I don't ordinarily post about topics that hundreds of other people are posting about, but I am deeply saddened to learn of the death of the Miami vernacular artist Purvis Young.
109 works from the Rubell Collection were donated a couple of years ago to Morehouse College's African American Hall of Fame to form the largest permanent installation of Young's works anywhere in the world. (http://www.morehouse.edu:16080/youngcollection/index.html)
Before that, Atlanta had had a unique role in Young's growing global fame: Young had done site-specific work at Mark Karelson's folk art gallery (since closed as Karelson went on to become gallery director of Mason Murer Fine Art) and been one of the major artists of the 1996 Cultural Olympiad exhibition "Souls Grown Deep," and of the two-volume work of the same title published subsequently. Skot Foreman Fine Art later exhibited Young's work extensively in Atlanta, and in New York following the gallery's relocation.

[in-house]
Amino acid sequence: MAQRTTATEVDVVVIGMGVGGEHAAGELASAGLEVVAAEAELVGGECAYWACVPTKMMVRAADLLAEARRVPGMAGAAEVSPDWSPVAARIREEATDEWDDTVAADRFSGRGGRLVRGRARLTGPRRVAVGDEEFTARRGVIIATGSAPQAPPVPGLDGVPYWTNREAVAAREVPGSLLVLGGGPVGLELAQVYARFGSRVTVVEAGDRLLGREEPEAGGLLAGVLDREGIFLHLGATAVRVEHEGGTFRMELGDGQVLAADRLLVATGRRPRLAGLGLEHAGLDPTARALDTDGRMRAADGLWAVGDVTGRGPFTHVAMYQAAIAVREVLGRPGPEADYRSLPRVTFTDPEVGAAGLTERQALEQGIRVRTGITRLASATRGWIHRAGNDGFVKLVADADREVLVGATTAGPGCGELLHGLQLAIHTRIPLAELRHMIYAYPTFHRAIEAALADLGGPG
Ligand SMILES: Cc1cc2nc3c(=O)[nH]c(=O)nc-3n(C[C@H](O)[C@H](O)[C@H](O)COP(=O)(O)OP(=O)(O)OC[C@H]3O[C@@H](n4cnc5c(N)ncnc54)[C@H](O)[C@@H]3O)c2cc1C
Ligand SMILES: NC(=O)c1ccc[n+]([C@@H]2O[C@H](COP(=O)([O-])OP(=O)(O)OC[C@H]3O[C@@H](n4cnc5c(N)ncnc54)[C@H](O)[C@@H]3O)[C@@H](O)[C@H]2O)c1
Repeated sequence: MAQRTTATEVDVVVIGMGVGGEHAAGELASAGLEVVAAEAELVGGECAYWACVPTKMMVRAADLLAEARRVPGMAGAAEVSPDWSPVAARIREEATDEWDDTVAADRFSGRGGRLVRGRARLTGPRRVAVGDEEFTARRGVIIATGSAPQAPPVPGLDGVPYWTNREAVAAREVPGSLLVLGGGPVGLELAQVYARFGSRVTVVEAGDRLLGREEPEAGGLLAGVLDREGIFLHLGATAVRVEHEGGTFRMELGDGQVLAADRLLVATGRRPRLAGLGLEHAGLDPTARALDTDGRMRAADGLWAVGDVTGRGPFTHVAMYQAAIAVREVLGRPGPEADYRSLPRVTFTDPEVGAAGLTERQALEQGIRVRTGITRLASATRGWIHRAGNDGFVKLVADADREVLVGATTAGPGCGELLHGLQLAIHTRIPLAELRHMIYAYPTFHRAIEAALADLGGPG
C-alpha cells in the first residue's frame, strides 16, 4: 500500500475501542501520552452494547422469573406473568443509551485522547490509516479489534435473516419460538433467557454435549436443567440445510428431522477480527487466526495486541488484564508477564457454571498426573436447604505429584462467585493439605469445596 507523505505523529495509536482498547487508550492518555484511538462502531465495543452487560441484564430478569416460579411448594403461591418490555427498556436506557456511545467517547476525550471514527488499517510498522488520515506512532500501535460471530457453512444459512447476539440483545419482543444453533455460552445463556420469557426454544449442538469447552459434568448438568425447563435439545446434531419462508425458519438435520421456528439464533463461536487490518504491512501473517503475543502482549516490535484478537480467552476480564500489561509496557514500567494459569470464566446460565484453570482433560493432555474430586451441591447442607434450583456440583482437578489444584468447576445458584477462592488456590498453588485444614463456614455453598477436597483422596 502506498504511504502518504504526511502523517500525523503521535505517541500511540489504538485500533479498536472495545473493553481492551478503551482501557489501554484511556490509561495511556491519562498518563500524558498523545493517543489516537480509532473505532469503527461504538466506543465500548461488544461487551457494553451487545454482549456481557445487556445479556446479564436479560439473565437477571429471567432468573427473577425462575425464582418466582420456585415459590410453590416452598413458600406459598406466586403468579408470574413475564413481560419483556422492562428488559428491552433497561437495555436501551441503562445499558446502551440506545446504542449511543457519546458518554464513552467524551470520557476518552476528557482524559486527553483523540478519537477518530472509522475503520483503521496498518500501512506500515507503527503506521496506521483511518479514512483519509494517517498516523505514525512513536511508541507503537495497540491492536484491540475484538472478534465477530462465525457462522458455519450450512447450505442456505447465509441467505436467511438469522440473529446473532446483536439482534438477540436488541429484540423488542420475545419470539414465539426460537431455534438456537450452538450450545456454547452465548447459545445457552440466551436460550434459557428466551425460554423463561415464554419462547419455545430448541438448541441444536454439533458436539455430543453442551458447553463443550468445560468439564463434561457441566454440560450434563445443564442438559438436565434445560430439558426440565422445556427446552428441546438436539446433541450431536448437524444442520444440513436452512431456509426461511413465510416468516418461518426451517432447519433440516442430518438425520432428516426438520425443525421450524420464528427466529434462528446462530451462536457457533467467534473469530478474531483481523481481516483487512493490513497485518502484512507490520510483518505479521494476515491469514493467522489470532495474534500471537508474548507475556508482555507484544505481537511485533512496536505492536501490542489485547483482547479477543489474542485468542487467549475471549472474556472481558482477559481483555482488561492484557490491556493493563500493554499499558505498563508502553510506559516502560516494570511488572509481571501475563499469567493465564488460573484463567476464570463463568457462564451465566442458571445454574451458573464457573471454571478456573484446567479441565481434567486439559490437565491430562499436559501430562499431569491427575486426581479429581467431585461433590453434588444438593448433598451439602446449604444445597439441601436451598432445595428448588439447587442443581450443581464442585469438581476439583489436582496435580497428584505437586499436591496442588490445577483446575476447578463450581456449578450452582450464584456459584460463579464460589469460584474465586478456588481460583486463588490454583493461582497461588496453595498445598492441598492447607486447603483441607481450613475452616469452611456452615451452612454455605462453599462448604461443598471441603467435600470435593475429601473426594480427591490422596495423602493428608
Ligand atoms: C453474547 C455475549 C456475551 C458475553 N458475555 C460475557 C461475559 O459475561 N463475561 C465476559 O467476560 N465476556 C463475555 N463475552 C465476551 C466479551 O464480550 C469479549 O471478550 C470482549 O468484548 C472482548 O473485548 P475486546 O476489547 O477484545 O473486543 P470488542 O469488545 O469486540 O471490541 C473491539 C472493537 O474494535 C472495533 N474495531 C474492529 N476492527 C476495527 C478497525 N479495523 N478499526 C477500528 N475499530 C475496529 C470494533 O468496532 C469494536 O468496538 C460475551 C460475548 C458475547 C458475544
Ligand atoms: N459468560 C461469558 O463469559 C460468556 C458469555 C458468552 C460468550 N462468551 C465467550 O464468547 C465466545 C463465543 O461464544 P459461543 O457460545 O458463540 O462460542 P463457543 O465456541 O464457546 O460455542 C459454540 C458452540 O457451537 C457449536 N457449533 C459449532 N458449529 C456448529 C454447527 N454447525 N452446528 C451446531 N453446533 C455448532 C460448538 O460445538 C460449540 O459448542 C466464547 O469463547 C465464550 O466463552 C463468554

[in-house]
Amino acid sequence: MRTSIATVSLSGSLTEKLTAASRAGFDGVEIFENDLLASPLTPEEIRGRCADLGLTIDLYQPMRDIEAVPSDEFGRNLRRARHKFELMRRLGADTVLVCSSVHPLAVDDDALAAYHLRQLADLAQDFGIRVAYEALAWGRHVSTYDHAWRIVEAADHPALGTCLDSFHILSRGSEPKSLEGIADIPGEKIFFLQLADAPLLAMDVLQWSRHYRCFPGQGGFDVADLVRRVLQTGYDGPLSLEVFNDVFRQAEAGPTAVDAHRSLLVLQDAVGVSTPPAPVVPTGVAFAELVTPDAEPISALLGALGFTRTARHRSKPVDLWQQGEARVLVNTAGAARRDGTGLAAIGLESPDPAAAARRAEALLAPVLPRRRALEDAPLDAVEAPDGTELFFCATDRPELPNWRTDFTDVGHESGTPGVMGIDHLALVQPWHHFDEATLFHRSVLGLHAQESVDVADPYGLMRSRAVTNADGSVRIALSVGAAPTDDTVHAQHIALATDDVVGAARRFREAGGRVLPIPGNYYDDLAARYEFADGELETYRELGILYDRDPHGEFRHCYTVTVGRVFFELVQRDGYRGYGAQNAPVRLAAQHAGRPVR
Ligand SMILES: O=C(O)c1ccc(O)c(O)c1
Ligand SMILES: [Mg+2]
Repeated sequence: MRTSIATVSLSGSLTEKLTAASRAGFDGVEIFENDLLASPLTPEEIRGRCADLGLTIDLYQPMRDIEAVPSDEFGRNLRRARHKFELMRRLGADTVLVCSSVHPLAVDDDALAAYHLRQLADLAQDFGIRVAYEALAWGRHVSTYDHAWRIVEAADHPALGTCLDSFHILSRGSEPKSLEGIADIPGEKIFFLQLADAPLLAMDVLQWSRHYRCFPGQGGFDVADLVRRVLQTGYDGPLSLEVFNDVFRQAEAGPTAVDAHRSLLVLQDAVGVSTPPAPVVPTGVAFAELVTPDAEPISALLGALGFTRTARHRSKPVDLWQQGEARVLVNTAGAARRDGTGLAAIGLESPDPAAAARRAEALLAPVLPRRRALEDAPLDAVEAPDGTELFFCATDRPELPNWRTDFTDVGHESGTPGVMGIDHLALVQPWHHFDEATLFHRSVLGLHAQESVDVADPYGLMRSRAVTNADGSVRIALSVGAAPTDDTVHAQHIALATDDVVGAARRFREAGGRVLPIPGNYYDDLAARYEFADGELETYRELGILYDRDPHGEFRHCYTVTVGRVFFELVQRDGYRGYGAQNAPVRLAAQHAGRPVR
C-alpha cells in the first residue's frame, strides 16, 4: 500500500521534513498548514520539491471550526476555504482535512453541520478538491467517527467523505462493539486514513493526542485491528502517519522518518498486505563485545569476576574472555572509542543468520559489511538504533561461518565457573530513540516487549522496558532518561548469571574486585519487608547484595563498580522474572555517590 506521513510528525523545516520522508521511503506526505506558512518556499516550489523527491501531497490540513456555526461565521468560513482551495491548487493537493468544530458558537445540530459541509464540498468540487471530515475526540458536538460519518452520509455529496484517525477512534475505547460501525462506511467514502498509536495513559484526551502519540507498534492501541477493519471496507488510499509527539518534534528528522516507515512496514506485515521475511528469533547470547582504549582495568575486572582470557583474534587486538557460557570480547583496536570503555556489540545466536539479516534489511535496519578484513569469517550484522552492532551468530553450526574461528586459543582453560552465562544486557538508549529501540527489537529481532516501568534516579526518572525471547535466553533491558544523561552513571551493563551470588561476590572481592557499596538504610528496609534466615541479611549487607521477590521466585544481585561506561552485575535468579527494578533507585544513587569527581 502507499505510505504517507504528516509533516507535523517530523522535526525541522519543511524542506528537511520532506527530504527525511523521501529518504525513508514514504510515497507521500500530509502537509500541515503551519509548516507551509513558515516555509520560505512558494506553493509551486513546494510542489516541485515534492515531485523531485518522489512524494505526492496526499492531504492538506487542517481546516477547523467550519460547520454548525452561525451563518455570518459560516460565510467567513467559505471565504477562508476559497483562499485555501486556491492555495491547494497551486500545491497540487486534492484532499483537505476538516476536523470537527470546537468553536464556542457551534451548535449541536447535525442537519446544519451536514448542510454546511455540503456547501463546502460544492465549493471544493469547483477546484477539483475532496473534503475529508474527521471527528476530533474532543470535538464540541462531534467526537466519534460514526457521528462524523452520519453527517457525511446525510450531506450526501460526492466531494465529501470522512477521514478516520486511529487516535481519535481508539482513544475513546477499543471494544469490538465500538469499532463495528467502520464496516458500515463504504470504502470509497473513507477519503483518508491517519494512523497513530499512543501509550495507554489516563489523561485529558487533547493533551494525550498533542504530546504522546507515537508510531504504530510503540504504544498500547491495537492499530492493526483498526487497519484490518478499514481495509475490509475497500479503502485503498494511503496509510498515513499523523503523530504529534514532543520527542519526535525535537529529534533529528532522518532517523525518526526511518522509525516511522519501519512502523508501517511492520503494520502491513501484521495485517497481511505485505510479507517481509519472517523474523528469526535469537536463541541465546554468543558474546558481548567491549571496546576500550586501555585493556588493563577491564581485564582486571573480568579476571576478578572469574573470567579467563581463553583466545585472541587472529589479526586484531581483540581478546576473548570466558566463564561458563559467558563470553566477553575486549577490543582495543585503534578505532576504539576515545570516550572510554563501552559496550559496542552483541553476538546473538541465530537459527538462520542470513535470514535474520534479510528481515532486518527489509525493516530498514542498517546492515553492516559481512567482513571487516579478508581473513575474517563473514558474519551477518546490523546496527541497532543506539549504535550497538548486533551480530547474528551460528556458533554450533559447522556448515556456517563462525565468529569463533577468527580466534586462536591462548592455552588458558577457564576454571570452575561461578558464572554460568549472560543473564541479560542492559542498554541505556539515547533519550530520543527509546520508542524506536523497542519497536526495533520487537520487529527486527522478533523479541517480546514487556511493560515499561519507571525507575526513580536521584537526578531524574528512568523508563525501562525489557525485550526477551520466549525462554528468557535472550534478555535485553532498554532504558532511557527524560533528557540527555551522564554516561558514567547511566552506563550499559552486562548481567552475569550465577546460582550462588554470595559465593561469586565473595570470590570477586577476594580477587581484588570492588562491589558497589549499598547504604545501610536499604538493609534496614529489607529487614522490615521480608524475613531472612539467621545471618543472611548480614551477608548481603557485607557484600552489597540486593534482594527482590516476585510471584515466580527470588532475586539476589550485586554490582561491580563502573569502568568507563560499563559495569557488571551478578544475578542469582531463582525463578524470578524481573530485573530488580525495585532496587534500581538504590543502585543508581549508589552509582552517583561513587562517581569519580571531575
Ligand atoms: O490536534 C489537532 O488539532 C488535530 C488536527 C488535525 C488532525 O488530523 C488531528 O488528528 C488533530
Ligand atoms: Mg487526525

Young represented a new generation of urban vernacular artists whose work was simultaneously informed by art history and an integral part of his Overtown community.
Others will write more comprehensive obituaries and homages, but as one who wrote about Young more than once at an earlier stage of his career, I feel compelled to offer this all-too-preliminary reflection.